Henry Kissinger lamented that “Other countries have made AI a major national project. The United States has not yet, as a nation, systematically explored its full scope, studied its implications, or begun the process of ultimate learning.” America’s ABC policy has been less systematic than China’s top-down, whole-of-government, national-strategy approach.
The Trump Administration’s ABC approach, if any, seems to center on economic security as an integral part of national security. The Department of Defense spent $7.4 billion in 2017 on ABC, and set AI as the cornerstone of America’s military dominance. Similar to other areas, the Administration is shifting from the multilateral approach to one of bilateralism. As importantly, the Administration has been more confrontational, accusing China of forced technology transfer and intellectual property theft, and threatening tariffs and other punitive actions. In particular, the Administration has demanded that the Chinese government give up its Made in China 2025 plan which aims to develop China’s ABC industries as world leaders.
The US inter-agency Committee on Foreign Investment in the United States (CFIUS) has been tightening scrutiny on Chinese investment in US critical infrastructure and technology. A bipartisan bill further expands and strengthens CFIUS oversight.
In addition to these protectionist measures, the Administration recently released a factsheet showcasing its AI efforts and achievement in terms of military and unclassified R&D investment, government service, regulatory barrier removal, talent training, and international collaboration. The White House Office of Science and Technology Policy (OSTP) organized an AI Summit with more than 30 American corporations and various federal agencies for better public and private AI coordination in May 2018. Although observers have different assessments on the Administration’s protectionist approach, it is time for the US to step up, starting with a long-term, more comprehensive tech policy framework, as well as greater investment in R&D.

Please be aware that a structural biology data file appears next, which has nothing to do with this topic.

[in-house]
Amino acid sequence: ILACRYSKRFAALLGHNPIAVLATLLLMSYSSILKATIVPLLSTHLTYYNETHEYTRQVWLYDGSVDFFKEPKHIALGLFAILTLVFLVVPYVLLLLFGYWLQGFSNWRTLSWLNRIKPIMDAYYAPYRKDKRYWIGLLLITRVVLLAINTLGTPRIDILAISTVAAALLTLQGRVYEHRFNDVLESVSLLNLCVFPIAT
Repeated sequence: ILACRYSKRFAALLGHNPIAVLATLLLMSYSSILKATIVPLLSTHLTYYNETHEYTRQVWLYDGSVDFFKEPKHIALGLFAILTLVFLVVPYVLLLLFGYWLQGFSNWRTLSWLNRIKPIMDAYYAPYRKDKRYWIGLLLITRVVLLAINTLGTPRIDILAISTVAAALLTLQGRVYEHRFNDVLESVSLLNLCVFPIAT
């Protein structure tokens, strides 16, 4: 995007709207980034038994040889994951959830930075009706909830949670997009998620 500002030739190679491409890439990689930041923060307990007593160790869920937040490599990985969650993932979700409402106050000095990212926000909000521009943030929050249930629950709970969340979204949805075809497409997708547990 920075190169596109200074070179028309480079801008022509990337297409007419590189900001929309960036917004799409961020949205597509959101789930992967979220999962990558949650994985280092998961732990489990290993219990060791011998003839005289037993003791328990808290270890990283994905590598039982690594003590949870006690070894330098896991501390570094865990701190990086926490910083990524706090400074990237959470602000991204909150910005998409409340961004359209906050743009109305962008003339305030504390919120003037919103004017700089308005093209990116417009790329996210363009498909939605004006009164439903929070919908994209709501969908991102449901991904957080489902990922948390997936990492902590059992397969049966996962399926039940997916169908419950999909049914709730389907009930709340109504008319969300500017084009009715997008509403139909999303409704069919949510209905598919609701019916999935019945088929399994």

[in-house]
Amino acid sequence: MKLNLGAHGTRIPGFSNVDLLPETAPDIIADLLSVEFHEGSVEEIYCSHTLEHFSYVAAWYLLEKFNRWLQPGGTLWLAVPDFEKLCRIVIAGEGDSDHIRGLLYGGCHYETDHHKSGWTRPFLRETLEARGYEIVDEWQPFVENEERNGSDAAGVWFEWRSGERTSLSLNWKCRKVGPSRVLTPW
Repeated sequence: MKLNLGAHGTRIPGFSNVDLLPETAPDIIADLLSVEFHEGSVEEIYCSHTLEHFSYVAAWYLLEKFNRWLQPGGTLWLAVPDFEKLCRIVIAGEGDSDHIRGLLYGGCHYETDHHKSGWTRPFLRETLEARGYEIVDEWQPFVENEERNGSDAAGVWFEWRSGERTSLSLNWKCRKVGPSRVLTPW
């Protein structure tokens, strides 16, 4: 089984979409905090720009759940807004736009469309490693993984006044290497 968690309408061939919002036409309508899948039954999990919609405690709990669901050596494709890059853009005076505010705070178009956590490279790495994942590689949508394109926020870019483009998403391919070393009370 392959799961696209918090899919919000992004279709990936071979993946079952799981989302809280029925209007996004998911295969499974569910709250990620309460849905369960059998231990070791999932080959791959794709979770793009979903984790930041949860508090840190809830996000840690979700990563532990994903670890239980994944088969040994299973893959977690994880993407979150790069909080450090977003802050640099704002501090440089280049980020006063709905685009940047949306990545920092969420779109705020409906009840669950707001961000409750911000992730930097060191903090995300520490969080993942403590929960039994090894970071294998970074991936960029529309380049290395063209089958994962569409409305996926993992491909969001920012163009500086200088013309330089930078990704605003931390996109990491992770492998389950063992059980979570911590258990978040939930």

While acknowledging the importance of ABC to national security and government efficiency, the federal government has been facing challenges such as 1) an aging IT infrastructure, 2) shortage of IT talent, and 3) tight budgets. Since President Trump took office, the Office of Science and Technology Policy (OSTP), the White House hub of innovation for the last four decades, has experienced substantial decline: the director position has not been filled and staff has dropped from 135 during the Obama administration to 45, and the majority have no science background
As media and pundits fixate on a binary US-China tech competition, both Washington and Beijing need to carefully gauge the benefits and costs of US containing or engaging China as a strategic competitor. ABC related policies and practices are at the frontline. Perhaps Wang Yi, the Chinese foreign minister, says it the best that the aim of US-China relations is about “self-transcendence rather than replacing each other.”
Dr. Wenhong Chen is a visiting fellow at the East-West Center in Washington DC and associate professor of media and sociology at the University of Texas at Austin. She is serving as the chair of the Communication, Information Technologies, and Media Sociology Section of American Sociological Association (CITAMS). She can be contacted at Wenhong.Chen@Austin.UTexas.edu.